... "I'm not quite sure how 'ObamaCare Death Panels' could kill Reed given that (a) Reed was old enough for Medicare, (b) Obamacare hasn't been fully implemented, and (c) Ohio, like New York, is part of the United States, and Obamacare is federal law, but whatever."
ABC News & the AP: "U.S. officials responded Sunday night to a report that the National Security Agency ended a program used to spy on German Chancellor Angela Merkel and other world leaders only after an internal Obama administration review started this summer exposed the operation. An unnamed senior official told The Wall Street Journal that the White House 'cut off some monitoring programs after learning of them, including the one tracking Ms. Merkel and some other world leaders. Other programs have been slated for termination but haven't been phased out completely yet.'" CW: So if the project to spy on Merkel began in 2002 & Obama ended it, then I guess this one is George Bush's fault. ...
... Sarah White & Emma Pinedo of Reuters: " The U.S. National Security Agency (NSA) recently tracked over 60 million calls in Spain in the space of a month, a Spanish newspaper said on Monday, citing a document which it said formed part of papers obtained from ex-NSA contractor Edward Snowden."
A Reminder from E. J. Dionne: "... here is the tea party’s greatest victory: It has made the wrong problem the center of policymaking. The wrong problem is the deficit. The right problem is sluggish growth and persistent unemployment.... By putting so much effort into negotiating a failed 'grand bargain' with House Speaker John Boehner in 2011 and subsequently agreeing to the sharp, across-the-board cuts of the 'sequester' to get out of a crisis, Obama contributed to the deficit chorus. Because of the fiscal tightening, our unemployment rate is probably a point higher than it would have been otherwise. We've done a heck of a job on the deficit, reducing it from about 10 percent of the economy in 2009 to 4 percent now. We've done badly by the jobless."
Philip Rucker of the Washington Post on the strong Clinton-McAuliffe friendship. "Bill and Hillary, a potential 2016 presidential candidate, are leveraging their popularity in an all-out push to help [Terry] McAuliffe win the governorship of Virginia. On Sunday, Bill kicked off a four-day, nine-city tour of Virginia with McAuliffe, while Hillary will raise money for him this week in California." CW: Hey, McAuliffe's opponent Ken Cuccinelli has Rick Santorum (who seems to be on the campaign trail to hawk a Christianist movie he produced or something).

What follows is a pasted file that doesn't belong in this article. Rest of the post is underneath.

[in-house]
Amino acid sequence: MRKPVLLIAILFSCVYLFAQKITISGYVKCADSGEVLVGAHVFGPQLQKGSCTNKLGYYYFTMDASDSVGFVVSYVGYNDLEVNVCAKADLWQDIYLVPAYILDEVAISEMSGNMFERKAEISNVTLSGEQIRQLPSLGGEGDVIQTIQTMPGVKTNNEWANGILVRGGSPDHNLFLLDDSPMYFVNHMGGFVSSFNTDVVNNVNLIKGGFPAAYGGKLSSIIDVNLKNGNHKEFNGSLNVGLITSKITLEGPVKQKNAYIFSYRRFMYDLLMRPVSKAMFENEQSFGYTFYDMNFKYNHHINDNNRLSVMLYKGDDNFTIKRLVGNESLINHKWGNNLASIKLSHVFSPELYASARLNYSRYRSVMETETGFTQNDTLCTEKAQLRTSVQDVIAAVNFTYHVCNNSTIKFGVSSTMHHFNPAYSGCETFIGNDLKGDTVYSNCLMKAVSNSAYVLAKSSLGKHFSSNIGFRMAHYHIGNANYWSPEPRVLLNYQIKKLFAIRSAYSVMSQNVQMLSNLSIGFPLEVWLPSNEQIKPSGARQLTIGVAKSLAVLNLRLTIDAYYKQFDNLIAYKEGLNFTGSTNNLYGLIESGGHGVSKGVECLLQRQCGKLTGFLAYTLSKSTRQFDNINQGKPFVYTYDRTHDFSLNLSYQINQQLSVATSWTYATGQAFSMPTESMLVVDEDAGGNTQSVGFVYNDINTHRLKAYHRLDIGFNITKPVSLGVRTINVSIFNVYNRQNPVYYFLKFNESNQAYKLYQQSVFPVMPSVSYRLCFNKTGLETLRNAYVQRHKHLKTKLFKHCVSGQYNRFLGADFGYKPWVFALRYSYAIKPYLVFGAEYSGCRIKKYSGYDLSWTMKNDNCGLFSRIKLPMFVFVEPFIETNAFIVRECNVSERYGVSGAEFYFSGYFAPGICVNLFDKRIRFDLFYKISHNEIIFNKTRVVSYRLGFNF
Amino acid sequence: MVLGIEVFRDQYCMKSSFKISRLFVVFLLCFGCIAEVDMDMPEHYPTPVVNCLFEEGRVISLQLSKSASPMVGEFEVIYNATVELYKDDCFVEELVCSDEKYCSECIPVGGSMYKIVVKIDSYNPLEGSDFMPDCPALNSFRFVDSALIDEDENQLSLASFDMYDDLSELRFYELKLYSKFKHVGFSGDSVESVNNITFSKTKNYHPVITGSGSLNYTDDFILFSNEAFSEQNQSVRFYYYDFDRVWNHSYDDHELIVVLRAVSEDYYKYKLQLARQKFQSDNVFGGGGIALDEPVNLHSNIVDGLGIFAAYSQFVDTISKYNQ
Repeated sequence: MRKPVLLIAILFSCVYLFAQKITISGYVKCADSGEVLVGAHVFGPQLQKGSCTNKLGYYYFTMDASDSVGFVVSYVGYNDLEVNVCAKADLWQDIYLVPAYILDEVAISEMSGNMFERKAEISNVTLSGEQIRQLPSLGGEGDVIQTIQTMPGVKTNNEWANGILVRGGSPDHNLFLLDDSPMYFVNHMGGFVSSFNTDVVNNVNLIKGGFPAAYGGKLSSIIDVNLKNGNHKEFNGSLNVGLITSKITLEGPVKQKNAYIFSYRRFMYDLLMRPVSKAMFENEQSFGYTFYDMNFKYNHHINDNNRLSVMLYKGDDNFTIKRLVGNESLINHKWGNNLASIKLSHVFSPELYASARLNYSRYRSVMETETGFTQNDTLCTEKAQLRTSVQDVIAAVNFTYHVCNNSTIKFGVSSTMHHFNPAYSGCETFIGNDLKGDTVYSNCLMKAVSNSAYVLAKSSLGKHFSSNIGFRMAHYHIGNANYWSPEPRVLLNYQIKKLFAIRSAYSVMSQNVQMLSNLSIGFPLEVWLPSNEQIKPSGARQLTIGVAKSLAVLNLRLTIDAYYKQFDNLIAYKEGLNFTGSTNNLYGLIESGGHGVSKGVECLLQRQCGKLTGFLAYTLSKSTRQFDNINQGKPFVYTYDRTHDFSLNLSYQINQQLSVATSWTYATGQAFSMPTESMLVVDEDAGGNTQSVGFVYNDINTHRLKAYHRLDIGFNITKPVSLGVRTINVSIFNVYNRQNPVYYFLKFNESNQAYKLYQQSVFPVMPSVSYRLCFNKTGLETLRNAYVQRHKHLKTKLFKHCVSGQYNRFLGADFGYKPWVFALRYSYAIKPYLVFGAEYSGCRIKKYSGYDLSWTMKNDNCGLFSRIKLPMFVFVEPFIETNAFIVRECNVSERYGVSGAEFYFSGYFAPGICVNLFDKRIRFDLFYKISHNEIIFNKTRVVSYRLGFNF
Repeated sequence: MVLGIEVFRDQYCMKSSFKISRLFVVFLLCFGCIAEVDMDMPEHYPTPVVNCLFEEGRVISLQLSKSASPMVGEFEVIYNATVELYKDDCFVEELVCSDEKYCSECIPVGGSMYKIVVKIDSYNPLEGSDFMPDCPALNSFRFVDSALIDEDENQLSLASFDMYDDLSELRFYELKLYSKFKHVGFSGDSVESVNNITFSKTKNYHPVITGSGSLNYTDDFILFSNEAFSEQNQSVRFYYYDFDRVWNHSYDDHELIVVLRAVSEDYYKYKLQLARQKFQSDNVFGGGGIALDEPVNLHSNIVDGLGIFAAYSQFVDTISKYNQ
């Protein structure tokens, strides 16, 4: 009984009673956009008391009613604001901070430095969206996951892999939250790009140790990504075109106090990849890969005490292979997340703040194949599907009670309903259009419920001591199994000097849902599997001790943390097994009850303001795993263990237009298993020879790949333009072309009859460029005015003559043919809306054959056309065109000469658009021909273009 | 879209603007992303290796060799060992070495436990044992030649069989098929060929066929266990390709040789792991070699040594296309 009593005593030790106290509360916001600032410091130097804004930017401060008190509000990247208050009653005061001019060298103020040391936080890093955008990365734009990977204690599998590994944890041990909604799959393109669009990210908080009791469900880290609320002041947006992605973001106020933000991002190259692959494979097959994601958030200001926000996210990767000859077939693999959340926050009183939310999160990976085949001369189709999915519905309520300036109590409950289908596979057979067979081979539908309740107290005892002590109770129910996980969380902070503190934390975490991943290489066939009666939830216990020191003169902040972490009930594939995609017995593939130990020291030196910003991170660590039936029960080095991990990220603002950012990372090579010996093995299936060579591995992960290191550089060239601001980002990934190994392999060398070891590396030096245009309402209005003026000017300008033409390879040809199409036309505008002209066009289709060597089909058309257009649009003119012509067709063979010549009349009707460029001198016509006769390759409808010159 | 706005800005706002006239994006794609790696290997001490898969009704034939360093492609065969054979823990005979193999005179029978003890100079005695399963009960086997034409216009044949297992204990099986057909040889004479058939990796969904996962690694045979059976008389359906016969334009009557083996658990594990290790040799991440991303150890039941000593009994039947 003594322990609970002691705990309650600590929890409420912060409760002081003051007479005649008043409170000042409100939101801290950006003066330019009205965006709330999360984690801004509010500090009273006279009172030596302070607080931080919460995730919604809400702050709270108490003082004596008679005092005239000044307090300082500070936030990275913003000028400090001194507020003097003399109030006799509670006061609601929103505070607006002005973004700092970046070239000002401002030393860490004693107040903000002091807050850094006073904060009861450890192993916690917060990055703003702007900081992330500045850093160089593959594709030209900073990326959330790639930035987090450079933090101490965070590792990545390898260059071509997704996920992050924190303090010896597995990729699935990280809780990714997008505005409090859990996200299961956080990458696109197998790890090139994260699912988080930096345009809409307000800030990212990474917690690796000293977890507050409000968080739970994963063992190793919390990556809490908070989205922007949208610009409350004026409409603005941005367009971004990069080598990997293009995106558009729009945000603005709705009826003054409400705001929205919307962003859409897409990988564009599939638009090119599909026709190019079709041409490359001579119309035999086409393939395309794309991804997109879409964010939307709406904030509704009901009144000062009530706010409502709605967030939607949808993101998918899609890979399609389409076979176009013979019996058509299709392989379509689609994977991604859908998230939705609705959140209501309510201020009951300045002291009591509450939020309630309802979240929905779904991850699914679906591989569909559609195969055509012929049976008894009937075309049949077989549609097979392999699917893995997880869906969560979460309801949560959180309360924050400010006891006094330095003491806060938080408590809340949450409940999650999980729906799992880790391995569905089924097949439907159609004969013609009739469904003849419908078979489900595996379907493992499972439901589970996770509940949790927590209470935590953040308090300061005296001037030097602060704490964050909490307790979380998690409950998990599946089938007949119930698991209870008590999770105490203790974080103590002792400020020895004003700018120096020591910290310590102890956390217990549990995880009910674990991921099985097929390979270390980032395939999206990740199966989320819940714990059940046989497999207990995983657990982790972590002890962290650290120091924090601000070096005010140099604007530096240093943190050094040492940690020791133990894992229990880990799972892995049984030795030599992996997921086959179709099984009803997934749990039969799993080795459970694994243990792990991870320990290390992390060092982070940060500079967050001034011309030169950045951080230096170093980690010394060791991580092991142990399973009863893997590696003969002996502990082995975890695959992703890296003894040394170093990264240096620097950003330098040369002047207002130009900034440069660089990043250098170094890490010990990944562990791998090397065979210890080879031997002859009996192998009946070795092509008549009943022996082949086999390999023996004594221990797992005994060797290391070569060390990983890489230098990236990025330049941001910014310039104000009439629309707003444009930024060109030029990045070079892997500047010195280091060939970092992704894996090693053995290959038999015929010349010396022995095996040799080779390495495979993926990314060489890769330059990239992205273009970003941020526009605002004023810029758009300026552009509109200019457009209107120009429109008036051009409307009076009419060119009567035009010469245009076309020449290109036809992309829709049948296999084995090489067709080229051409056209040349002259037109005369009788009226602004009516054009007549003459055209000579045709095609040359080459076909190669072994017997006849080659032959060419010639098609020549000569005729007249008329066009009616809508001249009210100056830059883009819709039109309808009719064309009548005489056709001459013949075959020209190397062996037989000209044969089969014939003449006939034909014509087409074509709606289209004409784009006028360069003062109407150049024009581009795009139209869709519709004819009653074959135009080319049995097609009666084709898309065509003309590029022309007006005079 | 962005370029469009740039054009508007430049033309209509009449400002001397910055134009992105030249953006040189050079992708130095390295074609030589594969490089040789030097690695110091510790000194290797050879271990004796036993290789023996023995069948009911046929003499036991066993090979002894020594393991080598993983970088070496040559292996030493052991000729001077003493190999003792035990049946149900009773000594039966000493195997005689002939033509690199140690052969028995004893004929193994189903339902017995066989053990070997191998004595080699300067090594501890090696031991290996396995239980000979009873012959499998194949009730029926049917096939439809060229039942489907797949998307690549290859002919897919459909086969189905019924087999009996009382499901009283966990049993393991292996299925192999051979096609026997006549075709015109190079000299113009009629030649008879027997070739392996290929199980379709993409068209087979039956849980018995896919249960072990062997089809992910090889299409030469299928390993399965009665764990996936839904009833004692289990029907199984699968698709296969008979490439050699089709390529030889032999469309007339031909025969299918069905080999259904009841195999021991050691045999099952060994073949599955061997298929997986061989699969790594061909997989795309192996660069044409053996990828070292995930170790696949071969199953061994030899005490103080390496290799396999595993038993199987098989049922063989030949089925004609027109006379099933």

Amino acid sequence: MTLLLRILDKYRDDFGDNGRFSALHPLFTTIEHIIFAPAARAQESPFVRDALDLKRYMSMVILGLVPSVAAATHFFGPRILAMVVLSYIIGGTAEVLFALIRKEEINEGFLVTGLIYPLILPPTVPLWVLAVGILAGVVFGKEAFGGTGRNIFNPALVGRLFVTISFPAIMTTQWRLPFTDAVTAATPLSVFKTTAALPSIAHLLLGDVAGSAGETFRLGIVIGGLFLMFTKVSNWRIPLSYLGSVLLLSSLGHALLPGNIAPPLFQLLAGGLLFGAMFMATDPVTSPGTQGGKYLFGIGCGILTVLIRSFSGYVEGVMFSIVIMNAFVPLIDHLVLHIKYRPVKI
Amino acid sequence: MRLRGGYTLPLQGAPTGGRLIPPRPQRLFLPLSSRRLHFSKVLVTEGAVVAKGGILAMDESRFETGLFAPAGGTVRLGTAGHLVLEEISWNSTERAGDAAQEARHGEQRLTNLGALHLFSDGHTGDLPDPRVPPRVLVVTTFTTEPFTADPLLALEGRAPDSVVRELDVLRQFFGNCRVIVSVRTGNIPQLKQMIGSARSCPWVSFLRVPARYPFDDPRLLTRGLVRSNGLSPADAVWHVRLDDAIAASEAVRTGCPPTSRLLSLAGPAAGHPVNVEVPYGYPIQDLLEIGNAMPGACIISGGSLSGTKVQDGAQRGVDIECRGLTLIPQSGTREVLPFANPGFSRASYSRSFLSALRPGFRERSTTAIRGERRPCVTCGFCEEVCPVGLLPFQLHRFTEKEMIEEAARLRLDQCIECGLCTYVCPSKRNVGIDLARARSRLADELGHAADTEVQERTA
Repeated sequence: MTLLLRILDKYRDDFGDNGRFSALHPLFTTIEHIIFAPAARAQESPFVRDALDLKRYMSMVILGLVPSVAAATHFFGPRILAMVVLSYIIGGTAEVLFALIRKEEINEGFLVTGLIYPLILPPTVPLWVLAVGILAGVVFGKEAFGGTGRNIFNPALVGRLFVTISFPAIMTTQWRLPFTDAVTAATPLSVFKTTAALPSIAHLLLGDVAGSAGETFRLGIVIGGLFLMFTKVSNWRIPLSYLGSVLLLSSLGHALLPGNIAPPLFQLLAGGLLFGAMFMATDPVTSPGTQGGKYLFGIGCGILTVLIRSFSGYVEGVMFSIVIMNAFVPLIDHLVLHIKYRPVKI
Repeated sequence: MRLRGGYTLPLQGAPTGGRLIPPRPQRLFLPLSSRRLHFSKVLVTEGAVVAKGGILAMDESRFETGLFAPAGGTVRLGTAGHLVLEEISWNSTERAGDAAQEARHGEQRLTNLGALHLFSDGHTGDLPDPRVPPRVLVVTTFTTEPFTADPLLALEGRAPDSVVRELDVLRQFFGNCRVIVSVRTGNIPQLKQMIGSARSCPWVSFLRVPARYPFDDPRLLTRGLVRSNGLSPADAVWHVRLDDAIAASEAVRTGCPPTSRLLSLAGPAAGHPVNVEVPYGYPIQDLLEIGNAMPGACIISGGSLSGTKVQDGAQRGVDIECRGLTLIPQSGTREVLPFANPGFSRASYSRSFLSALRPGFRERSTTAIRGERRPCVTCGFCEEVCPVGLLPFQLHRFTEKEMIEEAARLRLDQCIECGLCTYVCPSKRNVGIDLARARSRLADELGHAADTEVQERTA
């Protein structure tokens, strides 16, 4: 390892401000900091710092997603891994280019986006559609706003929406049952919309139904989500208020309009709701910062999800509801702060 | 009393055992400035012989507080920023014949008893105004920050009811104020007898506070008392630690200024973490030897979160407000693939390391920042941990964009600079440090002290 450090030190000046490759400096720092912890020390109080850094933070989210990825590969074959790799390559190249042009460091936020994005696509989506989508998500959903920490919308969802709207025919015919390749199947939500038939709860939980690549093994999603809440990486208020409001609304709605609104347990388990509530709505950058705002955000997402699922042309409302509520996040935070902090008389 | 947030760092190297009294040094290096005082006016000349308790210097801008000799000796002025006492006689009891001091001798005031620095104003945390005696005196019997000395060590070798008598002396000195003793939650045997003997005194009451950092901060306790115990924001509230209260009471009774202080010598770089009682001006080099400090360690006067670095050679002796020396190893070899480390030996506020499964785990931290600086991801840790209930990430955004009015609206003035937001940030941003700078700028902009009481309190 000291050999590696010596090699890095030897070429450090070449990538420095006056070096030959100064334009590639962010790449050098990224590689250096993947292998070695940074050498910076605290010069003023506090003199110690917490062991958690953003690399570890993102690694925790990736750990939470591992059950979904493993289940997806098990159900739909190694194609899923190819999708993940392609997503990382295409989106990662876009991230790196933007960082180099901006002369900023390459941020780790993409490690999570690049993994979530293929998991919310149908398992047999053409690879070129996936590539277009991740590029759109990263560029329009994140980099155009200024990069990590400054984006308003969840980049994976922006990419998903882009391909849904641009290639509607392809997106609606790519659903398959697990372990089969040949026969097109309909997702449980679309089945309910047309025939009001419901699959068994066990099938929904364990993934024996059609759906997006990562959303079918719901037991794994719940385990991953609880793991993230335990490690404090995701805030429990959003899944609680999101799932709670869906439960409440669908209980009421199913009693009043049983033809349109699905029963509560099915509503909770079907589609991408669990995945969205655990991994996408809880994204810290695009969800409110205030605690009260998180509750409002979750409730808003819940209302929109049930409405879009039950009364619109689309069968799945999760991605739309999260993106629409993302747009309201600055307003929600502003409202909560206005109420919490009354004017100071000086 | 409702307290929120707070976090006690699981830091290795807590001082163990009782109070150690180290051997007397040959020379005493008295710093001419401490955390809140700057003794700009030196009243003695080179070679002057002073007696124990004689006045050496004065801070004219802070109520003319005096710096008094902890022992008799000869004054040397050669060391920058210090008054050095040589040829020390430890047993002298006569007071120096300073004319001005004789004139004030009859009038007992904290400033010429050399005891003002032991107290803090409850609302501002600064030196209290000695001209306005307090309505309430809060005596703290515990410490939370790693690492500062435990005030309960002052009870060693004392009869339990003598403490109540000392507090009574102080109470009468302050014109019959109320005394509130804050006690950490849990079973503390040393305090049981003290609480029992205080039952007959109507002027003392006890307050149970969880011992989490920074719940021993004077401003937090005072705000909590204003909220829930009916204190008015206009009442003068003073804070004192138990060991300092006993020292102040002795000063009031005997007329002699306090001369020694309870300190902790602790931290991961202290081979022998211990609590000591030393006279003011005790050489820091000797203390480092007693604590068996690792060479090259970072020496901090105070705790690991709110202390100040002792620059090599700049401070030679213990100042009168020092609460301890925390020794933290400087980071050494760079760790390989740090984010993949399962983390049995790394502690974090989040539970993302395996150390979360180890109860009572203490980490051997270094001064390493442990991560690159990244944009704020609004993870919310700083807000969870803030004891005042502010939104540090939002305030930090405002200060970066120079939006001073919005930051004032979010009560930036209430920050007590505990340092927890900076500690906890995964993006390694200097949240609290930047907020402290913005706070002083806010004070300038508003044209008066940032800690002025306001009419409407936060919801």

Adam Gopnik of the New Yorker has a long piece on the assassination of President Kennedy: "An assassination should be significant for more than its atmospherics. Kennedy's should also matter for people who weren't there, because something happened in America that would not have happened had Kennedy lived."
Sarah Duggin of the National Constitution Center has a good piece on the Constitutional meaning of "natural-born citizen."
... More Fishing News from Wyoming, the State that Fined Liz Cheney for Lying about her Residence Status on Her Fishing License Application. Elise Viebeck of the Hill: "Former Vice President Dick Cheney said Sunday that Sen. Mike Enzi (R-Wyo.) lied about their relationship when he said that the two had gone fishing. Cheney's daughter, Liz Cheney, is challenging Enzi in the Wyoming Republican Senate primary." CW: How big was that fish you caught, Mike?
Politico: "The Obama administration is attributing Sunday outages on HealthCare.gov to technical failures by Verizon Terremark, the company operating the federal data hub."
AFP: "A South African court began sentencing Monday 20 right-wing extremists convicted of high treason for a plot to kill Nelson Mandela and drive blacks out of the country. The 'Boeremag' organisation had planned a right-wing coup in 2002 to overthrow the post-apartheid government. The trial lasted almost a decade until the organisation's members were convicted in August last year -- the first guilty verdicts for treason since the end of apartheid in 1994."
AP: "International observers gave their stamp of approval to Georgia's presidential election on Monday, characterizing it as 'clean' and 'transparent.' Sunday's election was won easily by Giorgi Margvelashvili, a 44-year-old former university rector with limited political experience." CW: The article of course is not about the U.S. state of Georgia, which has a voter ID law requiring photo identification.